During 2011 both Indonesia and the Philippines banned new domestic workers from working in the country while they sought improved contract terms for their citizens. The Philippines also requested that prospective employers provide bank statements. At year’s end the Indonesian ban remained in place. However, in October the Saudi and Philippine governments concluded a bilateral work agreement, and Philippine officials lifted the ban, allowing Philippine domestic workers to deploy to the kingdom for the first time since June 2011. As part of the agreement, the government agreed to enforce a minimum wage of 1,500 riyals ($400 per month) and again committed to prevent contract substitution and the seizure of workers’ passports.
In August 2011 the Ministry of Labor mandated the establishment of fewer and larger expatriate labor recruitment firms, ostensibly better to protect migrant workers, including domestic workers. At the end of the year, 13 unified recruitment firms were registered.
The government engaged in a news campaign highlighting the plight of abused workers, trained law enforcement and other officials on combating trafficking in persons, and worked with the embassies of labor-sending countries to disseminate information about labor rights to foreign workers. During Ramadan the HRC broadcast a public awareness program on television emphasizing the Islamic injunction to treat employees well.
An estimated 8.4 million noncitizen workers, including approximately 1.5 million female domestic employees, made up the majority of the country’s labor force. There were also an estimated five million illegal residents in the country, most of whom were thought to be workers. Legal workers generally negotiated and agreed to conditions prior to arrival in the country, in accordance with the contract requirements contained in the labor law; nevertheless, many found themselves subjected to different conditions, such as delays in payment of wages, changes in employer, or changed working hours and conditions. Migrant workers, especially domestic workers, were vulnerable to abuse, exploitation, and conditions contravening labor laws, including nonpayment of wages, working for periods in excess of the 48-hour week, working for periods longer than the prescribed eight-hour workday, and restrictions on movement due to passport confiscation. There were also reports of physical and verbal abuse.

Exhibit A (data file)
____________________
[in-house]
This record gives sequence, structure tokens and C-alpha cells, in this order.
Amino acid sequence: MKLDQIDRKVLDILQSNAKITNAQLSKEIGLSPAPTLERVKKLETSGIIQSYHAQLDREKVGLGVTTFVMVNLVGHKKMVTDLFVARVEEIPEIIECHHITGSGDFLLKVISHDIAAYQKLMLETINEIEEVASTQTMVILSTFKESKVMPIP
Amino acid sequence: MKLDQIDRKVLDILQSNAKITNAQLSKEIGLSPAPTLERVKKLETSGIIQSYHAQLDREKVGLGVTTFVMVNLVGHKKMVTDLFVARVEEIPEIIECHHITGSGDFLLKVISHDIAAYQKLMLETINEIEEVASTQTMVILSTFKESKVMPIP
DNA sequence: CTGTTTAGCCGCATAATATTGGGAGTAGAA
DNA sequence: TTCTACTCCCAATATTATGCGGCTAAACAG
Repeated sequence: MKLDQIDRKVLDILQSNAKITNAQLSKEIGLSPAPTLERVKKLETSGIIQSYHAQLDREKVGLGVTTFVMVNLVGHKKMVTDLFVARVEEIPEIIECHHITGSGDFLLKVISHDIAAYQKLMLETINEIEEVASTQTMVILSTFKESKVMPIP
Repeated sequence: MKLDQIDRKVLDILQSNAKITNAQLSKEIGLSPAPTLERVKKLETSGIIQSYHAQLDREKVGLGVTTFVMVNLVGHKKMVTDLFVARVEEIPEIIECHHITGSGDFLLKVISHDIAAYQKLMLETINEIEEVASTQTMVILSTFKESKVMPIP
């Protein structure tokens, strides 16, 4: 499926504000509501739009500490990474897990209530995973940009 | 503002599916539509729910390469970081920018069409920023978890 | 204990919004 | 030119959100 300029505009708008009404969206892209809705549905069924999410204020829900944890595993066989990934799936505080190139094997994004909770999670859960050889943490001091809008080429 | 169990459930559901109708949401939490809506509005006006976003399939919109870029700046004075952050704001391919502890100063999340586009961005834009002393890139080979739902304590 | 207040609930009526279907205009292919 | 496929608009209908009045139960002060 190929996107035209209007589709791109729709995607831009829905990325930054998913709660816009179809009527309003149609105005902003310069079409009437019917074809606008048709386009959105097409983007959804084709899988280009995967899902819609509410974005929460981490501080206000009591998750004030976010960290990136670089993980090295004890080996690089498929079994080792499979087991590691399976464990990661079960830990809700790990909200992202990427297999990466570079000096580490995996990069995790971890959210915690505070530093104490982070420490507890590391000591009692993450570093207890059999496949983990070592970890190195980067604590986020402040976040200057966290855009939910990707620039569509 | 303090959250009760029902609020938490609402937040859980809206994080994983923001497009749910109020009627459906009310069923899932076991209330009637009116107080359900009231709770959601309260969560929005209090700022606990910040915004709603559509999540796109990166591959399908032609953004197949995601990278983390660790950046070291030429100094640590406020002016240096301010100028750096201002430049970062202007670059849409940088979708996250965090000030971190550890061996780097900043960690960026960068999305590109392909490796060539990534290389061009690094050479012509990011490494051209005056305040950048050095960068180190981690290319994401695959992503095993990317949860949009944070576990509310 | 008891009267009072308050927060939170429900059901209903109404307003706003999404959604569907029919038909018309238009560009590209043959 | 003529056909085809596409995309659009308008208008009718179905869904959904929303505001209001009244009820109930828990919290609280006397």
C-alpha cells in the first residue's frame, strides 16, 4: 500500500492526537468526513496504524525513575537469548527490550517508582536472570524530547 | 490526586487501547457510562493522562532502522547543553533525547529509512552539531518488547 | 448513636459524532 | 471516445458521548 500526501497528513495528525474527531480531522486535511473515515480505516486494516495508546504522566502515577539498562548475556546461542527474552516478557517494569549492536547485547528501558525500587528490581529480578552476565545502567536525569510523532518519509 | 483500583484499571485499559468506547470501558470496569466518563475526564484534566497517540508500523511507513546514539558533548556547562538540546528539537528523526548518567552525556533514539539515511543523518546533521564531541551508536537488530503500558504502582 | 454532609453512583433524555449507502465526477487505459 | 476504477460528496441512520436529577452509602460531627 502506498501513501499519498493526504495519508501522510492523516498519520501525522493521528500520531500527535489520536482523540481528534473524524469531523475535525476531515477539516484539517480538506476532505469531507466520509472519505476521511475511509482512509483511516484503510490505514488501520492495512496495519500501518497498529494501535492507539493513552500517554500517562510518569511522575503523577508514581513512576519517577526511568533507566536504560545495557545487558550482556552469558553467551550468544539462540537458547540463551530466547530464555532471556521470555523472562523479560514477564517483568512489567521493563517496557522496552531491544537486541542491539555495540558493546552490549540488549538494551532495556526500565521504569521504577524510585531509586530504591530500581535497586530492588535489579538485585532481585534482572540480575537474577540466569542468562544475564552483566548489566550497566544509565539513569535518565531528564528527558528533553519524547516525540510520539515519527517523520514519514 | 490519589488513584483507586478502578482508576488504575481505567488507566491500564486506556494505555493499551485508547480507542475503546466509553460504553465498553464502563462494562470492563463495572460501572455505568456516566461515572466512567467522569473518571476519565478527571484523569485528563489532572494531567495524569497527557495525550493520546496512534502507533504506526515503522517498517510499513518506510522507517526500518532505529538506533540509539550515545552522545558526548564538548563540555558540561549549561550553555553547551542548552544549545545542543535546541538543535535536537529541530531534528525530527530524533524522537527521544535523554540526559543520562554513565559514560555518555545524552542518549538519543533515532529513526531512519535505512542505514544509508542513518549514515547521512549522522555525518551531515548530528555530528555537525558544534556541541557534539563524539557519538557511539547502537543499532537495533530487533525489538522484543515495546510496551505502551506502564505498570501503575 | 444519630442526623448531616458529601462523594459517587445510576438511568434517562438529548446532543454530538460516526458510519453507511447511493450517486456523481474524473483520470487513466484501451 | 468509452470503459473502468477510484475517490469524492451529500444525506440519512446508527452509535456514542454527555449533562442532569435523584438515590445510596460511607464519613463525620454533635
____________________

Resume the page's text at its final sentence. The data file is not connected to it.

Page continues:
On November 25, a Saudi man was arrested after he clubbed his maid to death in his home in Jeddah. At year’s end there was no further information on the case.
According to a June 2011 Arab News article, local authorities in the southern province of Jizan discovered a 45-year-old Sri Lankan maid, Indrani Mallika Hettiarachchi, who had been kept against her will without pay for nearly 14 years by her employer; authorities subsequently arrested the employer. There was no further information during the year.
Many noncitizen workers, particularly domestic employees, were not able to exercise their right to remove themselves from dangerous situations. Some employers physically prevented workers from leaving or threatened them with nonpayment of wages if they left. Sponsoring employers, who controlled foreign workers’ ability to remain employed and in the country, usually held foreign workers’ passports, a practice prohibited by law. In some contract disputes, a sponsor held the employee in country until the dispute was resolved to force the employee to accept a disadvantageous settlement or risk deportation without any settlement.
Foreign workers could contact the labor offices of their embassies for assistance. During the year hundreds of domestic workers sought shelter at their embassies, some fleeing sexual abuse or other violence. Some embassies maintained safe houses for citizens fleeing situations that amounted to bondage. The workers usually sought legal help from embassies and government agencies to obtain end of service benefits and exit visas.
In addition to their embassies, domestic employees may contact the NSHR; the HRC; the governmental Permanent Committee to Combat Human Trafficking; and the Ministry of Labor’s Migrant Workers’ Welfare Department, which provided services to safeguard migrant workers’ rights and to protect them from abuse. Workers may also apply to the offices of regional governors and may lodge an appeal with the Board of Grievances against decisions from those authorities.